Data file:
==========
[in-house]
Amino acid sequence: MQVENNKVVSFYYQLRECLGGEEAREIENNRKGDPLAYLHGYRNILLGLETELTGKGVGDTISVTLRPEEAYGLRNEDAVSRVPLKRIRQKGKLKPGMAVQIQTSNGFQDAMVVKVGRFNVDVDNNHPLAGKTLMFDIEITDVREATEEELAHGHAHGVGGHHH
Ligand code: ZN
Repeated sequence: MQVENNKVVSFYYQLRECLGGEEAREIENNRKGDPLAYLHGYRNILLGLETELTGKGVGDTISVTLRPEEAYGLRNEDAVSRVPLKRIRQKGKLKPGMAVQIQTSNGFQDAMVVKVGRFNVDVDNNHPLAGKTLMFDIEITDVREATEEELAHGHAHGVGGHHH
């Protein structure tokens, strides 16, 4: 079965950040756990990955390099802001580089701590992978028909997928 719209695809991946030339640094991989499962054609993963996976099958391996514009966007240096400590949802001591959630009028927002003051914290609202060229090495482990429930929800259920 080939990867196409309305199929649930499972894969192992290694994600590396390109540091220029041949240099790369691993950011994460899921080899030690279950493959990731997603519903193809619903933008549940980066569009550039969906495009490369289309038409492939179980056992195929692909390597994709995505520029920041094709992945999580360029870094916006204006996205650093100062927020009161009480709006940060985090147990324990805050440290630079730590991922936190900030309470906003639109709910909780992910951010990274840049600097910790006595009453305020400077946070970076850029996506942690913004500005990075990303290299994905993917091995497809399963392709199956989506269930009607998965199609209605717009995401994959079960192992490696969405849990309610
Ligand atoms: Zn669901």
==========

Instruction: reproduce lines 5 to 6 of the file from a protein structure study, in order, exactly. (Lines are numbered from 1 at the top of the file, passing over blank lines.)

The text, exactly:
């Protein structure tokens, strides 16, 4: 079965950040756990990955390099802001580089701590992978028909997928 719209695809991946030339640094991989499962054609993963996976099958391996514009966007240096400590949802001591959630009028927002003051914290609202060229090495482990429930929800259920 080939990867196409309305199929649930499972894969192992290694994600590396390109540091220029041949240099790369691993950011994460899921080899030690279950493959990731997603519903193809619903933008549940980066569009550039969906495009490369289309038409492939179980056992195929692909390597994709995505520029920041094709992945999580360029870094916006204006996205650093100062927020009161009480709006940060985090147990324990805050440290630079730590991922936190900030309470906003639109709910909780992910951010990274840049600097910790006595009453305020400077946070970076850029996506942690913004500005990075990303290299994905993917091995497809399963392709199956989506269930009607998965199609209605717009995401994959079960192992490696969405849990309610
Ligand atoms: Zn669901």